Latin America and Caribbean Becoming Haven For CyberCrime

A recent report by Trend Micro has highlighted the steep rise in cyber crime originating and targeting Latin America and the Caribbean. The report was prompted by what TrendMicro call “incomplete” knowledge of the cyberthreat landscape in the two regions.

The report, which comes as  the use of technology and the internet has increased in these regions over recent years, brought to light the opportunistic tactics of cyber criminals who prey on newly emerging technologies before they have been adequately protected. It also highlighted that many countries in the two regions do not have adequate security threat detection or defences and so many incidents go either unnoticed or unabated.

The study threw up some interesting results. For example, between the countries included in the study, the increase in incidents from 2011 to 2012 ranged from 8% to 40%, however, some countries reported a decreased number of incidents overall. Some countries’ national cyber security organisations stated that their individual results may have been skewed in many cases by improved detection results, this is emphasised by the fact that countries with newly established cyber security agencies have some of the highest increases in threats detected. Trend Micro stated that these types of results “reinforced the notion that attacks had been occurring all along but had simply gone undiscovered or undocumented”.

The main emphasis of the report is on the relatively underdeveloped cyber security setup of the two regions. This is not altogether surprising as you would expect from two regions largely made up of developing nations. As computers and other types of technology, such as mobile devices, become more popular, more and more people are becoming exposed to what is already a very sophisticated and developed cybercrime landscape. The techniques being used to target business, such as banks, and individual users are nothing new, and have been seen in many developed countries for a number of years. The crucial difference is many governments and institutions in the Caribbean and Latin America  have not invested in their cyber security strategy as much as other parts of the world, either because of a perceived lack of threat, or lack of resources.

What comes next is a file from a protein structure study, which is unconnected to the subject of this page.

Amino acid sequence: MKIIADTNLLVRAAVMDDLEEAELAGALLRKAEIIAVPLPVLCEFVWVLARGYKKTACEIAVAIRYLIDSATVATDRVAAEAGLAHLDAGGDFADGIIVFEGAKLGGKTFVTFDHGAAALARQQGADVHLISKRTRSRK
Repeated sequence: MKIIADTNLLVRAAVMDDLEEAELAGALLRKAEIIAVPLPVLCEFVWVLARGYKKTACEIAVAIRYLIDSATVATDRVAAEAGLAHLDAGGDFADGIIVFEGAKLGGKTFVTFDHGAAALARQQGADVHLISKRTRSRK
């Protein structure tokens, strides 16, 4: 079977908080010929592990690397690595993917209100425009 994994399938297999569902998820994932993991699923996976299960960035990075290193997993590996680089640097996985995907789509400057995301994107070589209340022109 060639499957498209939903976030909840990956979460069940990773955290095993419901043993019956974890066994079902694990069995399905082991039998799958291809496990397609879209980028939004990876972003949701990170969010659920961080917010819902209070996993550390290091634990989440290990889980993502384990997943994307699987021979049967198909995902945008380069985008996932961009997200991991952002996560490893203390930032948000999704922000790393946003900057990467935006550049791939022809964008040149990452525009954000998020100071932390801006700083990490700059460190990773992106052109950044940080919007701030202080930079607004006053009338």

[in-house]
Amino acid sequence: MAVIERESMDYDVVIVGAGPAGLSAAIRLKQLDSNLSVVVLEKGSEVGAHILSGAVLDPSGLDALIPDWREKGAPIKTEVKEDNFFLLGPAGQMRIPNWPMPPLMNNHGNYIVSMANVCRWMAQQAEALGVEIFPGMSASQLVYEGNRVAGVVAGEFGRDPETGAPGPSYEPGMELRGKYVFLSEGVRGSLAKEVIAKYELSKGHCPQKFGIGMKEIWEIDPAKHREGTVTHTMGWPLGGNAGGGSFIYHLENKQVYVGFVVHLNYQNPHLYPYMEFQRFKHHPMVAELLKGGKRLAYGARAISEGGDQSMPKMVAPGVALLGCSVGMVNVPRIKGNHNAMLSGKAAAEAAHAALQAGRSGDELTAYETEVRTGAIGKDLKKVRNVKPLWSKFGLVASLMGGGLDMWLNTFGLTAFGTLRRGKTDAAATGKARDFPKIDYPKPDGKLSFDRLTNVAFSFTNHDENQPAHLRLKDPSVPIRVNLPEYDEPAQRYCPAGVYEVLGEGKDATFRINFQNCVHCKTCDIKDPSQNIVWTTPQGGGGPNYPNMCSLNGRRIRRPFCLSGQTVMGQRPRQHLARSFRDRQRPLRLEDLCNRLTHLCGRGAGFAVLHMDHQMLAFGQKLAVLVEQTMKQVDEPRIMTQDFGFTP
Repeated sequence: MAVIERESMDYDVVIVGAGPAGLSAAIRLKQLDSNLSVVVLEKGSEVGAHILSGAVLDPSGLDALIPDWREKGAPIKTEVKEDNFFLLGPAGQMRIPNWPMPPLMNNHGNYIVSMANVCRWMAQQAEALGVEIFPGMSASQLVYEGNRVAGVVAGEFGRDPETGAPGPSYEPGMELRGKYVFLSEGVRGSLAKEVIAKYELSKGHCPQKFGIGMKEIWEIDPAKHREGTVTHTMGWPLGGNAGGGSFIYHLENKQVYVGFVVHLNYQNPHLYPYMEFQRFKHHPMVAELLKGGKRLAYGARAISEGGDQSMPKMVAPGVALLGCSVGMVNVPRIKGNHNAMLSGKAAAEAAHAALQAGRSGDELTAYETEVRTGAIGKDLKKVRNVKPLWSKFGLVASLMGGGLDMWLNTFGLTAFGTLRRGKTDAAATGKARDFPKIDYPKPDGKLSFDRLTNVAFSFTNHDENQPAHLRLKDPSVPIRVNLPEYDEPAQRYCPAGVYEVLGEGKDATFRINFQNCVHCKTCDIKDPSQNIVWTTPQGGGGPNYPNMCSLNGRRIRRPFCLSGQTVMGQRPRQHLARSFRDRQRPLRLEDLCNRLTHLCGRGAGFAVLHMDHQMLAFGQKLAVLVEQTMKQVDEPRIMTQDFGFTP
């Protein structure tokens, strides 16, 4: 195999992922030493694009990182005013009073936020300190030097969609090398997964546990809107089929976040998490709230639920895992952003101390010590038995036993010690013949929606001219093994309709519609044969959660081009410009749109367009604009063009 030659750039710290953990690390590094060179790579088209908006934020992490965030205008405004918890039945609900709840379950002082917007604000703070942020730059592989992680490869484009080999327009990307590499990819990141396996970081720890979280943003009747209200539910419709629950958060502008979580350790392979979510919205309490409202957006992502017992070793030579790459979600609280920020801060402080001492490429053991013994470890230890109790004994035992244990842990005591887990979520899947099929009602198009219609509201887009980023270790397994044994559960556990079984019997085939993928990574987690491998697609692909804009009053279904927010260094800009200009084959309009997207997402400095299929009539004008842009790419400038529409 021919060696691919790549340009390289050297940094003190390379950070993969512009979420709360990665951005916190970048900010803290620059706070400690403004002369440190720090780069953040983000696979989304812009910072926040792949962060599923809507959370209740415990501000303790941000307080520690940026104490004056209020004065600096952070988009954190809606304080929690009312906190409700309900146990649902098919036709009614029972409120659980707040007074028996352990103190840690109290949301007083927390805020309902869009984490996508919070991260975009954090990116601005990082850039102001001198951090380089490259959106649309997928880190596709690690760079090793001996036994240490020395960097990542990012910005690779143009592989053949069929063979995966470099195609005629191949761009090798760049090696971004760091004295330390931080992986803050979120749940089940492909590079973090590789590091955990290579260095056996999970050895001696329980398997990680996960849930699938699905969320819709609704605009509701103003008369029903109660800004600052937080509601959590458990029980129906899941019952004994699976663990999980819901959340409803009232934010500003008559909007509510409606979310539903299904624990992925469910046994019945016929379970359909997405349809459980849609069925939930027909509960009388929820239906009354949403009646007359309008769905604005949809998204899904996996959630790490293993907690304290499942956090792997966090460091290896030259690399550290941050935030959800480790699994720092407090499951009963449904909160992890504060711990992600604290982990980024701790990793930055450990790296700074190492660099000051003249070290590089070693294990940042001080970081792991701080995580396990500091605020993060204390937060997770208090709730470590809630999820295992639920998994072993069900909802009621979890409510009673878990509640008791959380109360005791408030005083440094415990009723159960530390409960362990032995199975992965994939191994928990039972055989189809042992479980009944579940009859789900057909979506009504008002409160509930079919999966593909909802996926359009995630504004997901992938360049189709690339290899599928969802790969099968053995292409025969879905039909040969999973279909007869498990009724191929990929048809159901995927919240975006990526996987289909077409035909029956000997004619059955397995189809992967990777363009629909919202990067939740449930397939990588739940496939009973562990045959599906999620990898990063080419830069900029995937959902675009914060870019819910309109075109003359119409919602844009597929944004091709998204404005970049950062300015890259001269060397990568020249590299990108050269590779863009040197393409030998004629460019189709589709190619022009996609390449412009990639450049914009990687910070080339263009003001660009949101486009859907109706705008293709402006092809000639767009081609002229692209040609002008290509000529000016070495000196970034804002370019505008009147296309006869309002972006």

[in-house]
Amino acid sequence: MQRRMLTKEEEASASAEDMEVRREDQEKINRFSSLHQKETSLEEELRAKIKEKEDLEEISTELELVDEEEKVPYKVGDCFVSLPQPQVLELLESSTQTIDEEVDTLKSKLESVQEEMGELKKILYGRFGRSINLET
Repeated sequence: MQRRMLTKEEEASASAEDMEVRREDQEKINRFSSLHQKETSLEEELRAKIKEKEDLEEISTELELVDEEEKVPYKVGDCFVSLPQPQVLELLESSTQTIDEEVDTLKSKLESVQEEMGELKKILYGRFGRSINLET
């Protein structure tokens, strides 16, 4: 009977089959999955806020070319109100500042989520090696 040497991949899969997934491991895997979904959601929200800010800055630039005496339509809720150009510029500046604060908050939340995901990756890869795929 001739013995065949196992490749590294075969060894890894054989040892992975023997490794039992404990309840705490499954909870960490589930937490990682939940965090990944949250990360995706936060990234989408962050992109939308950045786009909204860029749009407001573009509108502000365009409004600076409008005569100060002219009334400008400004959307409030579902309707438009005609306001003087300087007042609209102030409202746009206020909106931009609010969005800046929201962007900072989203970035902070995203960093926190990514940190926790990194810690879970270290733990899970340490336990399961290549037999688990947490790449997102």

However, the report does mention that threats from hacktivist groups did in fact inspire some governments to rapidly invest in their internet defences. The report mentions two participating countries were threatened with action by political groups, which “motivated both governments to implement plans of action to mitigate and respond to potential attacks.” These threats were never carried out but they did bring about cooperation between what Trend Micro call “key stakeholders”, namely law enforcement agencies, ISPs and an infrastructure operator which helped improve the countries’ “national cyber resilience”.

As a whole, hacktivism was still relatively low as motivation for hacking and general misuse of the internet. Monetary gain was still the most common reason for cybercrime, with hackers targeting financial and personal details to be used on the international black market. The report does make a startling claim, that in 2012 the “economic impact and loss hacking caused…is likely greater than the loss caused by any other form of crime, including drug trafficking.”

The report concludes by saying that all of these factors, as well as many others detailed in the report lead to an inadequate “awareness of the problem” and “continued vulnerability” for the two regions. There is no doubt that in time more investment will be made in the cyber security strategies of these regions but until this is done, the regions will continue to be hit with wave after wave of hacking attack.




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